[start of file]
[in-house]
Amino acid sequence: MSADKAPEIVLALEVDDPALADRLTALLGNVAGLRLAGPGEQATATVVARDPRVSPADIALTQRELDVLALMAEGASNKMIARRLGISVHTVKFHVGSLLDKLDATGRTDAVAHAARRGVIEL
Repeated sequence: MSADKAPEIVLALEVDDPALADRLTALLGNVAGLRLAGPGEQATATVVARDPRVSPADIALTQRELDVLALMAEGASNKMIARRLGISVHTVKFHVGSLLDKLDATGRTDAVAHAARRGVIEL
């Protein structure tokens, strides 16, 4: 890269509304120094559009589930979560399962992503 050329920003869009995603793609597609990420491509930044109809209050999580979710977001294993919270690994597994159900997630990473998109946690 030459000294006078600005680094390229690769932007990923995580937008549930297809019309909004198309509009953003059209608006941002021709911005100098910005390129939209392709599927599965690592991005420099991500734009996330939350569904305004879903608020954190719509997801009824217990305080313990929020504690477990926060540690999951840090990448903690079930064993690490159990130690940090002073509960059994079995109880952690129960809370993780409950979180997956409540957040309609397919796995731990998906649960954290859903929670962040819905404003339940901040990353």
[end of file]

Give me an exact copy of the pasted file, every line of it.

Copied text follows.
[in-house]
Amino acid sequence: MSADKAPEIVLALEVDDPALADRLTALLGNVAGLRLAGPGEQATATVVARDPRVSPADIALTQRELDVLALMAEGASNKMIARRLGISVHTVKFHVGSLLDKLDATGRTDAVAHAARRGVIEL
Repeated sequence: MSADKAPEIVLALEVDDPALADRLTALLGNVAGLRLAGPGEQATATVVARDPRVSPADIALTQRELDVLALMAEGASNKMIARRLGISVHTVKFHVGSLLDKLDATGRTDAVAHAARRGVIEL
């Protein structure tokens, strides 16, 4: 890269509304120094559009589930979560399962992503 050329920003869009995603793609597609990420491509930044109809209050999580979710977001294993919270690994597994159900997630990473998109946690 030459000294006078600005680094390229690769932007990923995580937008549930297809019309909004198309509009953003059209608006941002021709911005100098910005390129939209392709599927599965690592991005420099991500734009996330939350569904305004879903608020954190719509997801009824217990305080313990929020504690477990926060540690999951840090990448903690079930064993690490159990130690940090002073509960059994079995109880952690129960809370993780409950979180997956409540957040309609397919796995731990998906649960954290859903929670962040819905404003339940901040990353």